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Sex and Literature: Erotica in the 16th Century

by Beth Divine 19 Aug 2018

In the 1700s reading was still not terribly widespread although the burgeoning middle-class were beginning to educate their children, and holy books were making a highly controversial move from Latin to English. This horrified the clergy of the day, who were appalled at the thought that a well-to-do farmer, or a greengrocer, or a butcher, could simply pick up a bible and read the holy words without going through the mediation of a trained and ordained mind first!

Paper was a very precious commodity and books were highly valued. They were still mainly written in Latin, although there some foreign language (French, German and so on) texts and English books were working their way through the painstaking writing process.

Before the advent of the printing press, each book had to be copied by hand, lettered carefully, the drawings and diagrams copied faithfully, before being bound by hand and trimmed to size. Each book was littered with errors, which would be corrected on the page if picked up, and left alone if not spotted before it was sent to the customer. Paper was a precious commodity in its own right, ink had to be ground before anything could be written, and covers and bindings all had to be made by hand.

There was precious little left over for smutty books and drawings, although their existence is probably a certainty – they would have been ‘special orders’ made in secrecy for even more of a fortune than a more everyday book, and then hidden in the most secret places possible. Possession of such a book would mean loss of status and possibly even prison or death.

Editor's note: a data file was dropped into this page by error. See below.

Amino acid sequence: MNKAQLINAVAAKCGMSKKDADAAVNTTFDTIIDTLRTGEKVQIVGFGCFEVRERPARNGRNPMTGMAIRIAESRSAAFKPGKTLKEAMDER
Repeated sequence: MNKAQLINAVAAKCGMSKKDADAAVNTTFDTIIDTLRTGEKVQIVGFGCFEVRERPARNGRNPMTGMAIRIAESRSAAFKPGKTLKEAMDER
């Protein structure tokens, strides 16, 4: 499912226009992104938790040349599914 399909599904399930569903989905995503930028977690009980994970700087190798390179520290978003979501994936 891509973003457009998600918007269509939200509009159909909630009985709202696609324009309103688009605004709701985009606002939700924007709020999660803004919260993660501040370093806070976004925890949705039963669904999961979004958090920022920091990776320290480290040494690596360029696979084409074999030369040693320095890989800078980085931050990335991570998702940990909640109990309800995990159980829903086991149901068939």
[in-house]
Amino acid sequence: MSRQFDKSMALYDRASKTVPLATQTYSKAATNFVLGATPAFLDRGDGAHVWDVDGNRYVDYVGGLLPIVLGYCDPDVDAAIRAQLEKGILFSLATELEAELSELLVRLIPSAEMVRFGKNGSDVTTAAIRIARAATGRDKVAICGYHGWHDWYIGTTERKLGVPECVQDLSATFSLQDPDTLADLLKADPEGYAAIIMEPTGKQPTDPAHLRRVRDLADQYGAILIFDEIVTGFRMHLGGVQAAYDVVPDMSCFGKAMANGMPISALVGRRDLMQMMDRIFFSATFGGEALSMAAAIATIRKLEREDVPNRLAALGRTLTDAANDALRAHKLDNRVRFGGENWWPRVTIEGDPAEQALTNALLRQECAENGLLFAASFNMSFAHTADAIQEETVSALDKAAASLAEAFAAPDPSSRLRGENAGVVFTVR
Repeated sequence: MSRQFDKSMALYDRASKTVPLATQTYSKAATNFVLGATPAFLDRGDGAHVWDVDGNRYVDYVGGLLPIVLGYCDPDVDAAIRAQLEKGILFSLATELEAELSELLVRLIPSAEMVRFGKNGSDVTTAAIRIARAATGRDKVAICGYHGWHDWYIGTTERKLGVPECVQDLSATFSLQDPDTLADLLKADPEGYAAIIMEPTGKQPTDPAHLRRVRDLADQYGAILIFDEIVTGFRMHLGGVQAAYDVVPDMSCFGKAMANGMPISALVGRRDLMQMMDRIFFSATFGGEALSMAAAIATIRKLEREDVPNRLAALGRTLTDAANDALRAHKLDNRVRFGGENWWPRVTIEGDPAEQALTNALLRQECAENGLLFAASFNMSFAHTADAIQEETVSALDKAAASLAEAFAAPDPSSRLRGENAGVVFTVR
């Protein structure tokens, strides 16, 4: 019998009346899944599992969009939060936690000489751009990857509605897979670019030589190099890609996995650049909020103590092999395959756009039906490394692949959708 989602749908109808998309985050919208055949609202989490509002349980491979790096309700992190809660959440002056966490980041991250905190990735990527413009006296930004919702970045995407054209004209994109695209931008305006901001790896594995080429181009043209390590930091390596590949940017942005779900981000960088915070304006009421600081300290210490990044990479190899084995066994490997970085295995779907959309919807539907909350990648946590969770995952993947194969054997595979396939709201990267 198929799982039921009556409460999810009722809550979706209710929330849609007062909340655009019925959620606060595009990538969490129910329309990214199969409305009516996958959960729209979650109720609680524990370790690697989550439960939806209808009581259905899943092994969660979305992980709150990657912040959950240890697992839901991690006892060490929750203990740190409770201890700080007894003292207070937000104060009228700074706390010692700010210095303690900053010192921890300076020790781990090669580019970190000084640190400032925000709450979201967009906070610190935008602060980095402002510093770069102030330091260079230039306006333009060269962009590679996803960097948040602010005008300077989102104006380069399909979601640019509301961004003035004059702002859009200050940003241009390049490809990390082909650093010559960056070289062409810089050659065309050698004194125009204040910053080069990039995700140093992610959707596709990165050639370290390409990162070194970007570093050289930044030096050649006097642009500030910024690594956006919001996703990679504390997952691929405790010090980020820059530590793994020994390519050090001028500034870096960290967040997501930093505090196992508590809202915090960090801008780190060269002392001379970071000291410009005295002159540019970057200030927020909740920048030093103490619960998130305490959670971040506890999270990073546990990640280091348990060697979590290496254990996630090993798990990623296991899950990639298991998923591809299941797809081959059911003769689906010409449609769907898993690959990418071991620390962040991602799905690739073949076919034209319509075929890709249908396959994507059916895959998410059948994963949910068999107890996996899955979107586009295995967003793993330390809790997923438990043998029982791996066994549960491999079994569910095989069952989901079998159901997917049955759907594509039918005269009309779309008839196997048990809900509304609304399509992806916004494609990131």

For the working man, reading and writing would have still been a mostly closed book still, but slates were coming into common usage, and it is quite possible that men in the pub entertained each other by sketching out pictures and scenes of an unsavoury nature.

Sexual encounters, all but illegal outside of marriage and severely frowned upon by the still powerful Church, would have taken place in dark alleys and down quiet lanes and byways. In many English villages these encounters have been immortalised in the street names, with almost every medieval town or city boasting a Gropecunt Lane, Butt Hole Road and Minge Street - all named in bygone days for the acts that occurred along these byways in the days before the time of discreet and uninterested hotel rooms by the hour… Some of these names survive, and many more can be recognised by sanitised variants, such as ‘Grapecant Lane’, for example. Either way, enough of these historic names survive to let us know that sex was, as it is now, a topic of enormous interest to people in the sixteenth century.